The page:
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Title:Are they lemons? Unobservable quality, information, and mineral fertilizer demand
Author(s):Fairbairn, Anna Marie
Advisor(s):Michelson, Hope; Ellison, Brenna
Department / Program:Agr & Consumer Economics
Discipline:Agricultural & Applied Econ
Degree Granting Institution:University of Illinois at Urbana-Champaign
Input adoption
Technology adoption
Input quality
Fertilizer quality
East Africa
Sub-Saharan Africa
International development
Agricultural development
Abstract:Though the record is clear that small farmers throughout Sub-Saharan Africa use mineral fertilizer at rates that are detrimentally low, an explanation circulating in these farming communities has not been verified. Producers in the region have voiced suspicion that fertilizer available to them in local shops, often acquired in small quantities from open bags rather than from bulk packages sealed by the manufacturer, has been diluted or adulterated; but their concerns are founded in hearsay rather than backed by reliable evidence. In this paper, we collect and test the quality of more than 800 mineral fertilizer samples acquired from 160 Tanzanian farmers and 225 agricultural input shops. Results from fertilizer nutrient content tests of these samples are combined with farmer and input dealer survey data. We find that mineral fertilizer is, on average, missing about 10% of advertised nitrogen. In addition, we find that more than 25% of purchased fertilizer exhibit observable quality problems such as caking, clumping, and powdering. Our results suggest the presence of an important quality inference problem in the market as we find that these observable mineral fertilizer quality characteristics misrepresent actual unobserved quality; in particular, observable physical quality characteristics do not predict missing nitrogen. Nevertheless, we find that farmers rely on observable characteristics to assess unobservable quality and that they are unwilling to purchase substandard-looking (but agronomically acceptable) mineral fertilizer unless it is sold well below the prevailing market price. Given the prevalence of suspicious-looking mineral fertilizer in the market, our results suggest that (1) quality degradation from poor supply chain management is likely at least as important as adulteration in these markets and (2) because of problems of incomplete information about quality, small-scale farmers may be purchasing and utilizing fertilizer at lower rates than optimal production requires.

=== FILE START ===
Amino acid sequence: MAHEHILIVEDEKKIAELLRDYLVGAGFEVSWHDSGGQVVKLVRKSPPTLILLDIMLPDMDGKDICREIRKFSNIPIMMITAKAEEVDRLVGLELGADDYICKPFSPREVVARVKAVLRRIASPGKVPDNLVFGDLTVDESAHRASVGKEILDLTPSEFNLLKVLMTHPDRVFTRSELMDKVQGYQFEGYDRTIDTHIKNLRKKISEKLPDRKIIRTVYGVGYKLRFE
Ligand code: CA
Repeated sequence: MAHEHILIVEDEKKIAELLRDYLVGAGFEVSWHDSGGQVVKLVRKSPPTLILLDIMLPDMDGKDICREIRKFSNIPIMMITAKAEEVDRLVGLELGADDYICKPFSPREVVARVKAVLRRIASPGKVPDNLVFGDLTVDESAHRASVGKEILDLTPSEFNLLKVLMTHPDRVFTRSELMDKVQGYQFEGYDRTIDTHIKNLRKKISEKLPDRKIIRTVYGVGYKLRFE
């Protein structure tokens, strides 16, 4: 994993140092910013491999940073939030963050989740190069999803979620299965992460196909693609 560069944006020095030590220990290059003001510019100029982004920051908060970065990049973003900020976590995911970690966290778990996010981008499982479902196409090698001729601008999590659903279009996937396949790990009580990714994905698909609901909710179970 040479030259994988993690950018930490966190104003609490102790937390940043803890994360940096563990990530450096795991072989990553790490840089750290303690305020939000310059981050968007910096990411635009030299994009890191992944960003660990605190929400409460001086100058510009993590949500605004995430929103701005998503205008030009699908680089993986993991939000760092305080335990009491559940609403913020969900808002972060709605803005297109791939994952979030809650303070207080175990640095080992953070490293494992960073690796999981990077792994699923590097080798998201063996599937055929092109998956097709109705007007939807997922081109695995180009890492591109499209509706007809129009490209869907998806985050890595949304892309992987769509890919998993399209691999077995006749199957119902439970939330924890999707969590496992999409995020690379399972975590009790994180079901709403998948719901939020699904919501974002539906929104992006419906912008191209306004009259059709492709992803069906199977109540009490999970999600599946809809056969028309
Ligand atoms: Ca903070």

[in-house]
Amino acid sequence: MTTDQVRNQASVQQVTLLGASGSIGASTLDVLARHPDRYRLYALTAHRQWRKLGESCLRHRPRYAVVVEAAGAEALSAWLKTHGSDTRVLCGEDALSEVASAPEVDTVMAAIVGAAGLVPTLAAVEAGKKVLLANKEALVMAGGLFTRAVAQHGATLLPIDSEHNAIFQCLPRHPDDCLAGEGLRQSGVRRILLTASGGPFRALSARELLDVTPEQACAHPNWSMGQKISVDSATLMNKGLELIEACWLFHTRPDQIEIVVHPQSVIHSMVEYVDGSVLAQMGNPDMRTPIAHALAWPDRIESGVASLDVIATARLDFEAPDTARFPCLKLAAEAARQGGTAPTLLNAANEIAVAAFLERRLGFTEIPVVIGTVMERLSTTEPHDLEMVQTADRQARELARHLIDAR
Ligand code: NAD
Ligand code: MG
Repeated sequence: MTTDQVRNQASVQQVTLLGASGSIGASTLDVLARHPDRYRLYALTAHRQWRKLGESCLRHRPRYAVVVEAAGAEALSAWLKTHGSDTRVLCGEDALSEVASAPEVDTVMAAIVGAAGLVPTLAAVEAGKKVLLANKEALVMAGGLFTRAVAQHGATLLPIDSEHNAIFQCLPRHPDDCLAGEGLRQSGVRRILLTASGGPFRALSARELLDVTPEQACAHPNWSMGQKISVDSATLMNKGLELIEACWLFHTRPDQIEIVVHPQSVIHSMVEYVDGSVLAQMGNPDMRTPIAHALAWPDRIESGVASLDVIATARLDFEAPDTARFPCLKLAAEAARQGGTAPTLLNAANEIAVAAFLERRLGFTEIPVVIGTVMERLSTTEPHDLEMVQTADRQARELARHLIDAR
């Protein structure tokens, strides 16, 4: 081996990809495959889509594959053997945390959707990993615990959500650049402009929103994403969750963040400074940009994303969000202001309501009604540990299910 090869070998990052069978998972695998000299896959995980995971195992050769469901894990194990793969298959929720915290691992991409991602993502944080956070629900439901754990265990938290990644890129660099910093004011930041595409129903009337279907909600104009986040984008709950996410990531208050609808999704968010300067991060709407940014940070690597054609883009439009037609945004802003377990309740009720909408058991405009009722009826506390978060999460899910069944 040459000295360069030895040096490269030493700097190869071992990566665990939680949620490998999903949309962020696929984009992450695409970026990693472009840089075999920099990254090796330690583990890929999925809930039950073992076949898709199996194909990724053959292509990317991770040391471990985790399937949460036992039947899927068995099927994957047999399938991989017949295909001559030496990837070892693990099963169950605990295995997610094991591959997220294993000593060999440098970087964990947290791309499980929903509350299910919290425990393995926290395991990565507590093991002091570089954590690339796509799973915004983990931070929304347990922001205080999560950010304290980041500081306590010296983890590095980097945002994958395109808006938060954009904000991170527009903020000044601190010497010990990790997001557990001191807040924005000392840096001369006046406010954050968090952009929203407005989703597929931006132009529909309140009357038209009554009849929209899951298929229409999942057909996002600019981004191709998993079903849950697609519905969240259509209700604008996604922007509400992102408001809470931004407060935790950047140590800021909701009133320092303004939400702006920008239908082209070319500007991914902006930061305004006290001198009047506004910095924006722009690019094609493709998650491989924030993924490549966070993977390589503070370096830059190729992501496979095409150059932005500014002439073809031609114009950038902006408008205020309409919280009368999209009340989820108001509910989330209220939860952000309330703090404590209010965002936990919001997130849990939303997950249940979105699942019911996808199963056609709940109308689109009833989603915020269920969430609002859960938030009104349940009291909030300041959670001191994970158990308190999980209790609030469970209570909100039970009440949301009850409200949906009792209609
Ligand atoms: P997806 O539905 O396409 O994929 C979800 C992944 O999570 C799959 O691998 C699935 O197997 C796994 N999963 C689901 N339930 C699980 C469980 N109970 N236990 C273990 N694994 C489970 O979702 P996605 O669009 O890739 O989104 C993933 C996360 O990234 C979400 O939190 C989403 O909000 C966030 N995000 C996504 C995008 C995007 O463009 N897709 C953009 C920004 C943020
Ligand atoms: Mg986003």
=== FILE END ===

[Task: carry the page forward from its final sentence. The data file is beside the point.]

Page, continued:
Issue Date:2017-07-21
Rights Information:Copyright 2017 Anna Fairbairn
Date Available in IDEALS:2017-09-29
Date Deposited:2017-08

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